Lovers of Barolo may disagree, but to many, Tuscan reds are unrivalled when it comes to Italian wine. Tuscany not only has some of Italy’s most famous and prestigious appellations, such as Chianti Classico, Brunello di Montalcino and Vino Nobile di Montepulciano, but it features an enviable line-up of estates, including Antinori, Fontodi and Castello di Ama, to name but three.
They’ve been making wine in Tuscany longer than most – remains of amphorae dating to the Etruscan era in the 7th century BC have been found – and when the Greeks arrived in 3BC and found the region was covered in vines, they named it ‘Enotris’ (‘land of wine’).
Tuscany is one of the most traditional wine regions you’ll find, with Sangiovese the star red grape. A few feathers were ruffled in the 1970s with the arrival of ‘super-Tuscans’ – Tuscan red wines that saw Sangiovese blended with the likes of Cabernet Sauvigon, Merlot and Syrah – but other than that, Tuscany simply rolls on, creating food-friendly reds to suit all budgets, from weekday quaffers all the way up to the very best Brunellos.
This year’s IWSC selection of award-winning Tuscan reds includes four Brunellos, one of which – La Togata Dei Togati 2016 – was the joint-top-scoring wine in this category, achieving 96/100pts. The judges loved its aromas of ceylon tea, red cherry, cedar and cranberry, as well as its powerful tannins and excellent length. Brunellos from Piccini and Banfi were not far behind, both scoring 95/100pts.
Among the quartet of Chianti Gold medals were Castello Vicchiomaggio La Prima 2017, another 96pt Tuscan red that displays a ‘brooding nose of dark cassis, black cherry and rich mocha’. Or for a more elegant example, Rocca delle Macie Famiglia Zingarelli 2018 offered notes of spice and cedar wood with ripe tannins and excellent balance and length.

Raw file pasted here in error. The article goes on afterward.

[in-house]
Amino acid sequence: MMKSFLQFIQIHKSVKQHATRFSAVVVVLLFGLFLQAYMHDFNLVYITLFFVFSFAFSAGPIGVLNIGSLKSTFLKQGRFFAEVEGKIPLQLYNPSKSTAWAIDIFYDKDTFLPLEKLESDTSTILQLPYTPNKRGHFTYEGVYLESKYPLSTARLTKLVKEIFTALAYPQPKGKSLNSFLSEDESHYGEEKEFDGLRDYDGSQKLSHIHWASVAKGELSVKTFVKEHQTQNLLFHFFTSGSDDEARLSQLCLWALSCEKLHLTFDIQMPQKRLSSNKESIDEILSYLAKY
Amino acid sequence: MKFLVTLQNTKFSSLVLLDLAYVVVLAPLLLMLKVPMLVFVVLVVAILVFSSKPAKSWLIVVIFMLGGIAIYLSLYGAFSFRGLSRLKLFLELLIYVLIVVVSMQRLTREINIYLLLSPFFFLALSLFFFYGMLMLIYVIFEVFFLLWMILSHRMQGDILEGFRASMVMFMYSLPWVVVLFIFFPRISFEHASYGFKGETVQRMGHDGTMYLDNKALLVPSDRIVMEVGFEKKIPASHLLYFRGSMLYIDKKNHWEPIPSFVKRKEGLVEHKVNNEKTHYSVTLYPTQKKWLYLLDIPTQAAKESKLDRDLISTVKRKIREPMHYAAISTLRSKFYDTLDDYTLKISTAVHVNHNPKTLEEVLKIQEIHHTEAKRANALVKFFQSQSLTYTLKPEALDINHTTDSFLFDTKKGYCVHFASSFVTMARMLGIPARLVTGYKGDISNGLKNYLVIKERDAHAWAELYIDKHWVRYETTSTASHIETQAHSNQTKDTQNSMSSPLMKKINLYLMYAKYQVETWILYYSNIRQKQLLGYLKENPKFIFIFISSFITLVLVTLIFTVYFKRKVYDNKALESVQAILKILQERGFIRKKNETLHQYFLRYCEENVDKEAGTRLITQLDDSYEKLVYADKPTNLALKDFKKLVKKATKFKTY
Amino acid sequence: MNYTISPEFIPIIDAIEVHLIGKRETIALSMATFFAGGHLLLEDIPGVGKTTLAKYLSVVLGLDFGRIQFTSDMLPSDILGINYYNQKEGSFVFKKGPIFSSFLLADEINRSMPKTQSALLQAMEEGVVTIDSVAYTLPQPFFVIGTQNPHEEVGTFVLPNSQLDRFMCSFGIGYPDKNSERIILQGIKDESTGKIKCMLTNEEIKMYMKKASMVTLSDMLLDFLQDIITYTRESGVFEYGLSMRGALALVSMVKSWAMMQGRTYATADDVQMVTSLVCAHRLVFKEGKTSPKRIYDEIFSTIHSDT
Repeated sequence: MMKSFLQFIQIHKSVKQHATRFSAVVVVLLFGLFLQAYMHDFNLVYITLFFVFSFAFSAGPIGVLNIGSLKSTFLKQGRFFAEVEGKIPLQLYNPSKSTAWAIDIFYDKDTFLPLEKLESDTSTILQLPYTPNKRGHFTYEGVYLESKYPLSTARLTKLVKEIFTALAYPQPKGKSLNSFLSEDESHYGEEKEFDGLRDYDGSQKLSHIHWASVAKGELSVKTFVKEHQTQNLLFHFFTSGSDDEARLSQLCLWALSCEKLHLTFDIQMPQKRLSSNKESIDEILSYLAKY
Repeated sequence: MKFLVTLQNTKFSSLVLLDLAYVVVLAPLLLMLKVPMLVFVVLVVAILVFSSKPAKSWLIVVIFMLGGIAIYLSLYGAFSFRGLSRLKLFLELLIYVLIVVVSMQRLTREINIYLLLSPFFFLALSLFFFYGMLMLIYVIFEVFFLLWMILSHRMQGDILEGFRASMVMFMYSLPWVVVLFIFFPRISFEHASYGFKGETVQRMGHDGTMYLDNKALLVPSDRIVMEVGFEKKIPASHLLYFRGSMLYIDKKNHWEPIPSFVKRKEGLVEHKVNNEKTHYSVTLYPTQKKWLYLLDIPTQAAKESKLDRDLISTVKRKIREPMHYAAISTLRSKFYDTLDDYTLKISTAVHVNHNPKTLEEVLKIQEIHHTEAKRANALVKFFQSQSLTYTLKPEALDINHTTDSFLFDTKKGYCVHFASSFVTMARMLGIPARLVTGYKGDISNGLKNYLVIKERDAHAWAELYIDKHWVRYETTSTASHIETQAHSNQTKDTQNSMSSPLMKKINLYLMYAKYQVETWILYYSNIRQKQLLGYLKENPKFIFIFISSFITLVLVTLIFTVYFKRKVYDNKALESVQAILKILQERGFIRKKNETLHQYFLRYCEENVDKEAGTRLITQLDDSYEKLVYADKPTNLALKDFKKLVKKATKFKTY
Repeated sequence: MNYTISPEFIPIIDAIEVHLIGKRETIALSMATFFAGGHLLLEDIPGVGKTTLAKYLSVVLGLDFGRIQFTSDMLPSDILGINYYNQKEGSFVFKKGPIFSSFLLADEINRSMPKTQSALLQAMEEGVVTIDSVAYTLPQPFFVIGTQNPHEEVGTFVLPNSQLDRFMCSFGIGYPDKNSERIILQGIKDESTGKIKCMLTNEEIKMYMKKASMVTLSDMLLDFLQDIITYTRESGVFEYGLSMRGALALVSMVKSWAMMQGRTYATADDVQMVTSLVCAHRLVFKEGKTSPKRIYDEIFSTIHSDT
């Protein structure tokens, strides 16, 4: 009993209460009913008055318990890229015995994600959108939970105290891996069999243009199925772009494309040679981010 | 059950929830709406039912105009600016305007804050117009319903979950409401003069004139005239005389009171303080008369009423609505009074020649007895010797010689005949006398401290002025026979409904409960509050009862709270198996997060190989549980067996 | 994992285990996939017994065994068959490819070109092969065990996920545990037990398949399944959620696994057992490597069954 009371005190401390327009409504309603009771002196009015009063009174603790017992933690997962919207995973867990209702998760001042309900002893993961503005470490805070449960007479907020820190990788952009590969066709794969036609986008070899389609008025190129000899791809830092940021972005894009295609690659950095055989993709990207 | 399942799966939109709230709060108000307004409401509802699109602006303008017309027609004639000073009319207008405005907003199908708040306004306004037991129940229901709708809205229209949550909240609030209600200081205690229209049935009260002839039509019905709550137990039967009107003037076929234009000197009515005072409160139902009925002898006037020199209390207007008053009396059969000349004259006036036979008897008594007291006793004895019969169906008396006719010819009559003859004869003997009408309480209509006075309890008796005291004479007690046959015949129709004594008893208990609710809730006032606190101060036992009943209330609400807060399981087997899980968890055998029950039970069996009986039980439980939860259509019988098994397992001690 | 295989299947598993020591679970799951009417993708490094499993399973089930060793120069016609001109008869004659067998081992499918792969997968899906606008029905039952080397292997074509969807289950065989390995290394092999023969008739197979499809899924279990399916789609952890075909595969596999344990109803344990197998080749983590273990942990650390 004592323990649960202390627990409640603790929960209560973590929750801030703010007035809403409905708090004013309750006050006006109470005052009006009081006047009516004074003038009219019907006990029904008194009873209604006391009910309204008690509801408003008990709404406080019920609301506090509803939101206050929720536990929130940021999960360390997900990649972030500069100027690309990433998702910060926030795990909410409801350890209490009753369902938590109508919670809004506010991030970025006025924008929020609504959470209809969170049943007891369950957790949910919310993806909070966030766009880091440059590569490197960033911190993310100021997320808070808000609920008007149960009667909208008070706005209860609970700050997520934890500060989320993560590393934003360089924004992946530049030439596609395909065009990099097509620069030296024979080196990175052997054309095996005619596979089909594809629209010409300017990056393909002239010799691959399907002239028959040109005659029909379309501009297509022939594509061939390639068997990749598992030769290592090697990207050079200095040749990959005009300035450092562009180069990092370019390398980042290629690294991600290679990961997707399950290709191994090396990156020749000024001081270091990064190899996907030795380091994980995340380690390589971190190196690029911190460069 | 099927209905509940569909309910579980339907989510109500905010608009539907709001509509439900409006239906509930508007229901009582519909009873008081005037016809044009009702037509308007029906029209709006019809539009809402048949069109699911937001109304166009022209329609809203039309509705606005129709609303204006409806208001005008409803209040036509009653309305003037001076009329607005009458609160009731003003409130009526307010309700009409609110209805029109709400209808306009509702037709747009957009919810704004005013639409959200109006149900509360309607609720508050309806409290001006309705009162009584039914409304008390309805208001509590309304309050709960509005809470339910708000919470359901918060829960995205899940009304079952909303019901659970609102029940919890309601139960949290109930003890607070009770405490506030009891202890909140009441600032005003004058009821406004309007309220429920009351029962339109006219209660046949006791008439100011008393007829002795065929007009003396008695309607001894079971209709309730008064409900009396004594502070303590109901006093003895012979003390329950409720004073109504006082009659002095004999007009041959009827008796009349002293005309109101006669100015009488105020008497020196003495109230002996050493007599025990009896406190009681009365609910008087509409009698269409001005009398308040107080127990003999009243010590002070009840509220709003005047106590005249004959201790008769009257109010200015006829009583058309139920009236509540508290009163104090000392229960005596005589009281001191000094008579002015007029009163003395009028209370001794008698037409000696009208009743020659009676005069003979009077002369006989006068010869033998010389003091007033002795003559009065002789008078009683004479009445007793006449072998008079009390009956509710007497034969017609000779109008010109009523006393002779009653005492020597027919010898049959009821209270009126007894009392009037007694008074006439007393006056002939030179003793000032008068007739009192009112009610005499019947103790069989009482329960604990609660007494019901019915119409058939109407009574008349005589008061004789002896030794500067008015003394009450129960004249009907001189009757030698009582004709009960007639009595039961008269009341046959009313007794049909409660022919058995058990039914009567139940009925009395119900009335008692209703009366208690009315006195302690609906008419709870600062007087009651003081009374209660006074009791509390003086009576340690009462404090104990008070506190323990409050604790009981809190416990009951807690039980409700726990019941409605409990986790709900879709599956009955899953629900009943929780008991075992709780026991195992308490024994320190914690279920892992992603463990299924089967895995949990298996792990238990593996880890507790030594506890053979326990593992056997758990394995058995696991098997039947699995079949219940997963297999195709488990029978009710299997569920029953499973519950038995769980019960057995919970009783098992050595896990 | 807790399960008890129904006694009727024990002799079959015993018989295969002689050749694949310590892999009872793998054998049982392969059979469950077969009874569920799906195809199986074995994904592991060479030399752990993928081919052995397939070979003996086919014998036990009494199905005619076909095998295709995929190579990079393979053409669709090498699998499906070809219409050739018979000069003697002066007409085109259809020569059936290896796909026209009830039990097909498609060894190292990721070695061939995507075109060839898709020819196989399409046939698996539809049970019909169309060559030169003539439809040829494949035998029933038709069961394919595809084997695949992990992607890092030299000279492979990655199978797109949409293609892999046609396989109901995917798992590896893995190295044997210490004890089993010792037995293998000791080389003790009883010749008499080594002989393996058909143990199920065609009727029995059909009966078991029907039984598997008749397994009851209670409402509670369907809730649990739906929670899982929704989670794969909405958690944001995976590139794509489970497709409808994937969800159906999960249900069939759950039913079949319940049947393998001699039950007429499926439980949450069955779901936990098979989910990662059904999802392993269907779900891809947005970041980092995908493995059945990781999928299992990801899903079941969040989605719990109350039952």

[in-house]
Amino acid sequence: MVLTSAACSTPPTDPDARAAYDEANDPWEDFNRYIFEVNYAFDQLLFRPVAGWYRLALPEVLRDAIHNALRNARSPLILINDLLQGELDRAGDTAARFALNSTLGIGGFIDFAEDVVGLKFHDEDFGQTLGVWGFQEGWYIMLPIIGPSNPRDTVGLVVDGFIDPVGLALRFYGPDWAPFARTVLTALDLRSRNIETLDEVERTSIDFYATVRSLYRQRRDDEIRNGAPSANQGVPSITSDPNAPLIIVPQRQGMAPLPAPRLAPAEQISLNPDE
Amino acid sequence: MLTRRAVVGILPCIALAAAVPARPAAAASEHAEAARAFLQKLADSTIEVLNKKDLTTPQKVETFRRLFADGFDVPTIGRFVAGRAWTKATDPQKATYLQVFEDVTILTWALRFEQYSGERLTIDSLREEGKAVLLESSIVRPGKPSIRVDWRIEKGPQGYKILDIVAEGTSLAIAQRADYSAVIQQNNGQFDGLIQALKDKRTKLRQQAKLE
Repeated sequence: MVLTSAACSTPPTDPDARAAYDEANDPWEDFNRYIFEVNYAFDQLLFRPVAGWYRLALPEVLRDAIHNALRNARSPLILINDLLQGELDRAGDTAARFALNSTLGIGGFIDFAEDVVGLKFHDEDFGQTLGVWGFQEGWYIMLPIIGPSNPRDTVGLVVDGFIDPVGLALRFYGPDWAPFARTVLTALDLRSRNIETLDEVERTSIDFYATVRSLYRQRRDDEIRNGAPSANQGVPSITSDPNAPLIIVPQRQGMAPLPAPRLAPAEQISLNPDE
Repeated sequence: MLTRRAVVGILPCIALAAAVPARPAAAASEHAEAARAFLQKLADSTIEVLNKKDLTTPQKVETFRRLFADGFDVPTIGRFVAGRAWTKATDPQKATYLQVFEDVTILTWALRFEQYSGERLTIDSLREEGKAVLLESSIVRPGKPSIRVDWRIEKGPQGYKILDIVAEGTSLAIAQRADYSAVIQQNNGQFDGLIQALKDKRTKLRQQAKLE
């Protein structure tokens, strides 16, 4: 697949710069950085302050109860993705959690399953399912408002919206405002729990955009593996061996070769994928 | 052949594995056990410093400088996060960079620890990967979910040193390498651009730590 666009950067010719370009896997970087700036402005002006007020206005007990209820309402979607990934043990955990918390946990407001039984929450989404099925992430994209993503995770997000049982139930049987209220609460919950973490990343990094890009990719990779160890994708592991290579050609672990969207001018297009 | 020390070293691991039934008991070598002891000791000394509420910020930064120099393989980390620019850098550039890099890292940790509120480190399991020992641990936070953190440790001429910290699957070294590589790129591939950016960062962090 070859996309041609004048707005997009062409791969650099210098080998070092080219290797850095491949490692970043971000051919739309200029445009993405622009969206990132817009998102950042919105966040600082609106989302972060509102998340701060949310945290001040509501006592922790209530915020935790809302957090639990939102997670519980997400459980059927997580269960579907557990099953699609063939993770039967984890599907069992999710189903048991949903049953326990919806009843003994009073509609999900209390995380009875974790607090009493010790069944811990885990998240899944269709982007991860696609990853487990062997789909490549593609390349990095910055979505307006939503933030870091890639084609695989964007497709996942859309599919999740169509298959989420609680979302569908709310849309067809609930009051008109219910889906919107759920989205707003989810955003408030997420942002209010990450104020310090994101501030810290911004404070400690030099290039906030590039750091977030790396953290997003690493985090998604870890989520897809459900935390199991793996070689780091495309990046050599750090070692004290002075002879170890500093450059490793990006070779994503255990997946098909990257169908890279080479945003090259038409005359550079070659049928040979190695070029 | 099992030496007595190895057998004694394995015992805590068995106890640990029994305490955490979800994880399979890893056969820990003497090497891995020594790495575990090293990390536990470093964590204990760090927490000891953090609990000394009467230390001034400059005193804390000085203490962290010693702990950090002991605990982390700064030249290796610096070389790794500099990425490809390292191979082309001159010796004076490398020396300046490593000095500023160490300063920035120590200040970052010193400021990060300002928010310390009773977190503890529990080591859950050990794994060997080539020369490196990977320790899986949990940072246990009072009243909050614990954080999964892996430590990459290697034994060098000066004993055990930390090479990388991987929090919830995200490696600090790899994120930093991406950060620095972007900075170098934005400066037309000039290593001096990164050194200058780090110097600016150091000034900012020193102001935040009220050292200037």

Each Tuscan red wine in this year’s IWSC was tasted blind by some of the finest palates in the business. The panel was chaired by Alistair Cooper MW, with top-notch assistance from fellow Master of Wine David Round, Master Sommeliers Svetoslav Manolev and Eric Zwiebel, Majestic Wine buyer Nadia Williamson and Waitrose buyer Victoria Mason.
Tuscan red wines have a style and character all of their own, and stand tall with the world’s other great wine regions. The following wines have been judged as the best in their class, and we’re proud to present our selection of the best Tuscan reds.
14 Top Tuscan red wines 2021
- La Togata, Dei Togati 2016. Brunello di Montalcino DOCG; 96/100
- Castello Vicchiomaggio, La Prima Gran Selezione 2017. Chianti Classico DOCG; 96/100
- Capannelle, Capannelle Riserva 2016. Chianti Classico DOCG; 96/100
- Rocca delle Macie, Famiglia Zingarelli Riserva 2018. Chianti Classico DOCG; 96/100
- Quercia Al Poggio 2018. Chianti Classico DOCG; 96/100
- Piccini 2016. Brunello di Montalcino DOCG; 95/100
- Banfi 2016. Brunello di Montalcino DOCG; 95/100
- Villa al Cortile 2016. Brunello di Montalcino DOCG; 93/100
- Basilica Cafaggio, Solatìo Gran Selezione 2016. Chianti Classico DOCG; 96/100
- Querciabella, Turpino 2017. Toscana IGT; 93/100
- Castello di Cacchiano, Castello di Cacchiano Riserva 2015. Chianti Classico DOCG; 93/100
- Geografico, Contessa di Radda Riserva 2016. Chianti Classico DOCG; 93/100
- Lunadoro, Gran Pagliareto 2017. Vino Nobile di Montepulciano DOCG; 92/100
- Famiglia Nunzi Conti, Vigna Elisa Gran Selezione 2016. Chianti Classico DOCG; 92/100
How do we judge these wines?
We run a tightly structured, rigorous wine tasting process. That means that each wine sample is pre-poured into numbered glasses and assessed blindly by the judges. Most importantly, our IWSC wine judges are experts in their field, who work across all sectors of the wine industry. For evidence, see our full list of judges.
How do we score these wines?
Only the best wines sampled receive a Gold or Silver award. For example, to win Gold, wines have to score between 95 and 100 points. Meanwhile, Silver wines range from 90 to 94 points. Click here to read more on our scoring system.
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